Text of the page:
October 7, 2015

The Omega Factor: "Powers of Darkness"

It's 11 July 1979 and time for more of The Omega Factor.

Four university students have been toying with the occult with disastrous effects. One of them is already confined in a hospital, and now another - Jenny (Maggie James) is having flashbacks to a past life. By the time Tom Crane (James Hazeldine) gets involved, in may be too late to save Jenny from the demonic power that looms over her.

"Powers of Darkness" is a surprisingly dark and horrific episode, even within the context of a paranormal series like The Omega Factor. It's script, by Anthony Read, is a clever mixture of elements - past-life regression, psychic powers and demon worship - and it is all directed very effectively by Eric Davidson. In fact it may have been too effectively written and directed, since "Powers of Darkness" is the episode that got The Omega Factor cancelled.

First and foremost, let's discuss the episode itself. Jenny and her friends begin the episode attempting a seance, and appear to contact a spirit named Effie. Subsequently one flatmate, Gavin (Simon Tait), attempts to hypnotise another, Alison (Desi Angus), only to accidentally hypnotise Jenny instead. In a trance Jenny re-lives a past life as Effie, a 16th century witch burned at the stake on the orders of King James. When she re-lives her execution, her boyfriend Ian - locked inside a hospital after a nervous breakdown - spontaneously combusts and burns to death, screaming and flailing. This is really dark stuff, and it gives the episode an edge that it largely retains even today, more than 36 years later. This doesn't even include the bit where the devil turns up.

Eric Davidson cleverly lights the episode very sparingly. It's most set at night, and is filled with shadows and dark corners. The episode's climax in particular is stunningly staged and paced, and is a marvellous piece of TV horror.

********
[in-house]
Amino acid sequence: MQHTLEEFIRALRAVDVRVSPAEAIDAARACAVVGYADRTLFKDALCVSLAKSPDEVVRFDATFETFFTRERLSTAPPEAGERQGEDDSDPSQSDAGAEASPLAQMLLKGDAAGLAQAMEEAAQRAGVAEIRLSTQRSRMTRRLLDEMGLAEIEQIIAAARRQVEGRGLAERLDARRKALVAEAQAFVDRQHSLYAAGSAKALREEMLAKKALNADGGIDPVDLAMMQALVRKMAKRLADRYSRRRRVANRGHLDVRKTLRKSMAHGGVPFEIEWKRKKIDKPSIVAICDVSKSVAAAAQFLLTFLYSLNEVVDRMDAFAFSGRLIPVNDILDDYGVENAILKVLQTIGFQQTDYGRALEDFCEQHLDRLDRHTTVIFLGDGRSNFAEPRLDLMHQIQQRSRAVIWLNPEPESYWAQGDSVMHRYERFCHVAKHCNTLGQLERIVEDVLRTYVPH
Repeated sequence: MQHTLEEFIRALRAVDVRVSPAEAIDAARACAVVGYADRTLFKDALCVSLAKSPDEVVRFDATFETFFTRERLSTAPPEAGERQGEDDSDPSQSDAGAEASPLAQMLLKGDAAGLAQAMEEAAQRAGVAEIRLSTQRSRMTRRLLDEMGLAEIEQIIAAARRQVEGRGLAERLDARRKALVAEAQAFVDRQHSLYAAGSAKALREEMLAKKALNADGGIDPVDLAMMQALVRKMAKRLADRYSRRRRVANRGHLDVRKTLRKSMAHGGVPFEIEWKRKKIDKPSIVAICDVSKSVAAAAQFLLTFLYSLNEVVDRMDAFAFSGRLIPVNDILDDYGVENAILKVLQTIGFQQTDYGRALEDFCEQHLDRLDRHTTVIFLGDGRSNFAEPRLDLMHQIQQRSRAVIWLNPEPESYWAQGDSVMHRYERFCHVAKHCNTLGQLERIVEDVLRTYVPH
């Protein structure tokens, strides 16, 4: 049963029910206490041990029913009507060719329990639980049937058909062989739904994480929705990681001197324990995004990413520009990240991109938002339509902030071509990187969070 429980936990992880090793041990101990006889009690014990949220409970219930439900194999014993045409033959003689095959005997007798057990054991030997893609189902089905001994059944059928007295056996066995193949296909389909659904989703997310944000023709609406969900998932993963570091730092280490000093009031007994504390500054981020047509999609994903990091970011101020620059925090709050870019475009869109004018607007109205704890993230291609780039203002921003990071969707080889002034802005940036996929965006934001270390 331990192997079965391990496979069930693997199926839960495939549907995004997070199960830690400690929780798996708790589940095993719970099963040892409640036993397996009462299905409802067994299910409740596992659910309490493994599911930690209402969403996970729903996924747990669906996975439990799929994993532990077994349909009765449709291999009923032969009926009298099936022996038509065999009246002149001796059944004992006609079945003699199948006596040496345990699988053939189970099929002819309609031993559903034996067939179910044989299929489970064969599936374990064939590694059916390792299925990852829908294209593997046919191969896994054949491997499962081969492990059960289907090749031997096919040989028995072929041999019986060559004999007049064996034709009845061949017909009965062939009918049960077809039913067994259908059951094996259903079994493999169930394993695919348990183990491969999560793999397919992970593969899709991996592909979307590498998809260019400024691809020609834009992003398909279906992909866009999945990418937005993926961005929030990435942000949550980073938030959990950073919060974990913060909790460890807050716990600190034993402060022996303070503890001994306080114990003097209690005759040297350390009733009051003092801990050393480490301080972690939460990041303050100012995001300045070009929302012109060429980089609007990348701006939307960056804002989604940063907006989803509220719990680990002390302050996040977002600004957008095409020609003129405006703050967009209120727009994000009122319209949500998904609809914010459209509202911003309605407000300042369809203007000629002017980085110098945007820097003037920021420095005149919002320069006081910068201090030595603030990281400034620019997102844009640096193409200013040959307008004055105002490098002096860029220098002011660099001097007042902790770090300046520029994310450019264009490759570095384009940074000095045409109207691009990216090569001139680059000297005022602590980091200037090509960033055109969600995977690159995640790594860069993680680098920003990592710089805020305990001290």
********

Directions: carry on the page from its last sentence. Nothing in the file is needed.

The episode continues the development of Tom and Anne (Louise Jameson). He's clearly pushing for a sexual if not romantic relationship, while she is resisting his advances pretty firmly. She's also increasingly concerned at Tom's growing obsession with Drexel. Even after that man's death he continues to dwell on his motives in killing Tom's wife - if indeed he was responsible for killing her at all. He's also now concerned with the signet ring Drexel was wearing when he died, one inscribed with an omega symbol. That symbol pops up again before the episode ends, as does Drexel's mysterious daughter Morag (Natasha Gerson) on more than one occasion. This growing story arc is an interesting one, because it's layered a few clues in but we're really in the dark as to what any of it means. It will be interesting to see how far the series will string the mystery along without providing any genuine resolution or progress.

Now for the controversy. In the 1970s there was a highly active and vocal lobby group in the United Kingdom known as the National Viewers and Listeners Association (NVLA) - now named Mediawatch. The group was fronted by a woman named Mary Whitehouse. Famously lampooned by The Goodies, Whitehouse challenged any television productions she and her organisation found inappropriate for children or morally repugnant. She challenged Doctor Who's content on more than one occasion, and upon the broadcast of "Powers of Darkness" she was quick to express her outrage. Here was a television drama, broadcast prior to the 9:00pm 'watershed', that featured people burning alive, threatening one another with knives, getting hypnotised, messing with the occult and worshipping the devil. Whitehouse protested to BBC management that the episode clearly breached their own content guidelines, let alone public morals.

For once Mrs Whitehouse was right. The BBC openly acknowledged that the episode, and a subsequent one, breached their own guidelines for content in prime-time drama programmes. Producer George Gallaccio was formally reprimanded and, when the time came, The Omega Factor was quietly refused a second series.

Opinions of Mary Whitehouse and the NVLA continue to be harshly negative, particularly among fans of Doctor Who - a series she praised for its imagination while condemning it for its excess violence. She tends to be mocked as some eccentric figure of fun, constantly complaining about sex and violence in an impotent fashion. The Omega Factor stands as the one case where, for better or worse, Mrs Whitehouse won. Not only did the series not get renewed for a second series, it was never repeated on British television, was never released on VHS and only resurfaced via DVD in the past decade or so.

This is nonetheless a remarkable episode. It leaves The Omega Factor at the halfway point, with four good episodes out of five and a quality ratio of 80 per cent.

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